I can’t quickly find the exact episode/time right now though.

edit: i here is the link going on about drip emmiters on different soil types.

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The sole point of using PVC pipes is to slow down the water long enough for it to be absorbed. His is not even clay but a particular soil where water would just run off. Such soils you can get upwards of 70 water runoff, water that doesn’t get anywhere near the subsoil. With a pipe that water will be there as long as it takes for the soil to take it.

There is not really much more than capillary action and gravity to move that water down. If the pipe will fail, any other irrigation system will fail similarly on top of the amount lost to runoff

There is soil wetting. Capillary action and gravity but also some other things. In my experience the reality is usually more complex than i think.

However your pipe likely fails to efficiently water.

Does not mean other systems will fail. Like drip, drip works excellent on poorly wettable soils.

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Those are great resources but you don’t seem to get how the pipe works. Just answer me this: You fill the pipe with water, you come back a few hours later, the water is gone. Where did the water go?

Wettability? Dealt with. Hydrophobic? Dealt with. Evaporation? Dealt with. Runoff? Dealt with. It is not an efficient system if you have thousands of trees but to help establish a small orchard/tree lot it works pretty good at putting water into the soil. If there is a cap of mulch on top even better.

One thing I would add; PVC pipes were a good alternative to drip bags because of costs. It looks like the jump on construction materials have also affected PVC pipes. Still cheaper than drip bags but not as cheaper as they used to be.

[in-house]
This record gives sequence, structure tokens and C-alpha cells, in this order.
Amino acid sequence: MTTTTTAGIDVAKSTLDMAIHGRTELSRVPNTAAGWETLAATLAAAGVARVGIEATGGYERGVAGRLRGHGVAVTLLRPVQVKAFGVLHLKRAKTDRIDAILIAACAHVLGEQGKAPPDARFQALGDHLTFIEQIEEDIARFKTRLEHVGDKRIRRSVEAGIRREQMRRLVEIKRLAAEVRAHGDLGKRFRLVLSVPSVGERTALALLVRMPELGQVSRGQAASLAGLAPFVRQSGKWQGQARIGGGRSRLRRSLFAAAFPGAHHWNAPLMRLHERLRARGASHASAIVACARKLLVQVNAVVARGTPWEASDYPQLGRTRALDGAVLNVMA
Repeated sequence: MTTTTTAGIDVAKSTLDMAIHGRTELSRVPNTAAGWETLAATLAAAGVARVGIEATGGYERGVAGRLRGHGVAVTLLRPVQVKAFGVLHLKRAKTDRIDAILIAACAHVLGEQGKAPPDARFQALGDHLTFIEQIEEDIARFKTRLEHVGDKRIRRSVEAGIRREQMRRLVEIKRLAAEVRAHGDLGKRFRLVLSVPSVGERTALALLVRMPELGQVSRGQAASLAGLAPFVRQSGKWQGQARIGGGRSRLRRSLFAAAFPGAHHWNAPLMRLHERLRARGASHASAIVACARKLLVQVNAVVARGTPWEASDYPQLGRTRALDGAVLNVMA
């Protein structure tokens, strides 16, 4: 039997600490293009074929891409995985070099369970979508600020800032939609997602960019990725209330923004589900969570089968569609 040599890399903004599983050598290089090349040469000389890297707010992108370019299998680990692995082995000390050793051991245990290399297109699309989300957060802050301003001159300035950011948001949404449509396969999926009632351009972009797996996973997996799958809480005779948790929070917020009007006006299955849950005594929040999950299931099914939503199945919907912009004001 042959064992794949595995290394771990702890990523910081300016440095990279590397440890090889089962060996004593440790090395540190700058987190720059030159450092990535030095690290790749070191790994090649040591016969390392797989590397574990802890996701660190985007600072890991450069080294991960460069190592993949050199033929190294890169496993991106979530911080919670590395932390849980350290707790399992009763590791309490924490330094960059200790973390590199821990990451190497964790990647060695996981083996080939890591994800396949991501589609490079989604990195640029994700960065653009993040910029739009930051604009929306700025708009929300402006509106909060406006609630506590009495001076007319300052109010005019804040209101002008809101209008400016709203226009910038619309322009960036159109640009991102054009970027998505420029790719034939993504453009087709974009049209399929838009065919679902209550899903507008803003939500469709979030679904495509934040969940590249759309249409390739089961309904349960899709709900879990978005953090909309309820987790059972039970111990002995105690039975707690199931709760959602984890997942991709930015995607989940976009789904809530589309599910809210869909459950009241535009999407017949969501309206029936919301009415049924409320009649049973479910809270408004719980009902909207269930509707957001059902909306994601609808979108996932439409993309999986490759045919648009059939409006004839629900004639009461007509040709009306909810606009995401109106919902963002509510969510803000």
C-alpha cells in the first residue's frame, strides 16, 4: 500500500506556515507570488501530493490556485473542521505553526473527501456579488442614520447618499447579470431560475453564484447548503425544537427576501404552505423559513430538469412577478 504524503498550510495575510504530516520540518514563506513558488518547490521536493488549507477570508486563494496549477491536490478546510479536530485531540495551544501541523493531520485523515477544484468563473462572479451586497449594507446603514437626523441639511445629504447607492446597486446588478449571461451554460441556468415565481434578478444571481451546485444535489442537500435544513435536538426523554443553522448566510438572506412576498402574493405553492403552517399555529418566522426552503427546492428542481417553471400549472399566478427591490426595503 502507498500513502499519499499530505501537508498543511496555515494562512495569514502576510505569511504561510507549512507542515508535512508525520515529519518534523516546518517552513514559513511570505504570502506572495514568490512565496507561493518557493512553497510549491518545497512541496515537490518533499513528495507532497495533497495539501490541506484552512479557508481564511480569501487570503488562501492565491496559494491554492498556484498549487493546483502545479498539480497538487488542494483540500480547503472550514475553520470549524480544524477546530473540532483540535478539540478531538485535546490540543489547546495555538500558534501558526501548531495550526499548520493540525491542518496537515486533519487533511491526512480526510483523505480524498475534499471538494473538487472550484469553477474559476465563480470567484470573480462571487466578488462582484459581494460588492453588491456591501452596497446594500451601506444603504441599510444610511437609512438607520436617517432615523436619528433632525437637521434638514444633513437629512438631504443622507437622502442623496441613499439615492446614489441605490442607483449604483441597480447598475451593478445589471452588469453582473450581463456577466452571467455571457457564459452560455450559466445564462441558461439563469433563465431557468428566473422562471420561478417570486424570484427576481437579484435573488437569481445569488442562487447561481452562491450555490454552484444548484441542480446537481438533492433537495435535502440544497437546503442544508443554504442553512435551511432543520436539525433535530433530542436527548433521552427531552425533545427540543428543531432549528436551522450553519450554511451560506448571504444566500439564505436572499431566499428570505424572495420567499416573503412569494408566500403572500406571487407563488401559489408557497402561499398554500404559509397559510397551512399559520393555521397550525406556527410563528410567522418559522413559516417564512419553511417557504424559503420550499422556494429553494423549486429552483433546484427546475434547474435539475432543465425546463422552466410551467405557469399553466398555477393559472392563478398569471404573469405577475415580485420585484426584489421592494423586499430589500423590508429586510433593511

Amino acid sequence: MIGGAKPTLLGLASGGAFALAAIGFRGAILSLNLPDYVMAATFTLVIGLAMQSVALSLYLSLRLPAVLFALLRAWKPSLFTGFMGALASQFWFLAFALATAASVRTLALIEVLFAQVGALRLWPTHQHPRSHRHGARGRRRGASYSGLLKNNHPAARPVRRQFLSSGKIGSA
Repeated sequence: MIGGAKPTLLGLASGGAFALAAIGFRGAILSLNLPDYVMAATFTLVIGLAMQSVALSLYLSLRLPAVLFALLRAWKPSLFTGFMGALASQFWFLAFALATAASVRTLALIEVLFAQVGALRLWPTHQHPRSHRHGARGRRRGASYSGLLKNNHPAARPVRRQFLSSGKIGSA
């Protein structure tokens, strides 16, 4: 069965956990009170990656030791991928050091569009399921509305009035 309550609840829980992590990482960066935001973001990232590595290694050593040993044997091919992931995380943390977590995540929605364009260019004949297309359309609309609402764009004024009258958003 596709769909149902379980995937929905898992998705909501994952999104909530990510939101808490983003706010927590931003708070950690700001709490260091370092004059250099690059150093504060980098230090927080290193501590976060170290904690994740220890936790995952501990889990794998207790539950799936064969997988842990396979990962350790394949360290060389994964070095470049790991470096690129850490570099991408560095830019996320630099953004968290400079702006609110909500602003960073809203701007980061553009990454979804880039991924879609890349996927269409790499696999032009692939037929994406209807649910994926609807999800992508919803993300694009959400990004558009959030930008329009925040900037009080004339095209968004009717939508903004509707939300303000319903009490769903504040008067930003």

you don’t seem to get how capillary action and efficient irrigation works.

The water from the pipe mainly drained to deeper soil layers or to the groundwater. only a tiny fraction actualy saturating the rootzone of the plant.

There is a reason almost all irrigation systems don’t burry the drip lines or irrigation point 10-18 inches or even deeper.

Especially since in this case we have very sandy soil, with a poor wettability, a system that releases water on only a few points and very deep into the soil, in a soil with low capillary action. Seems like a horribly inefficient system.

What exactly do you mean with?

Hydrophobic? Dealt with

And how does this differ from?

Wettability? Dealt with.

Or are you just saying the same thing twice?

you’re also talking about mulch. However if you have mulch you rarely run into wettability problems. Wettability has as one of the sources the topmost layer going so dry it gets poor wettability. This happens way less if that topmost layer is protected by mulch.
One of the problems with low wettability is soil erosion due to runoff because the large peak flow from irrigation can’t saturate the soil fast enough and builds up on top. Mulch also heavily mitigates this problem by acting as a buffer.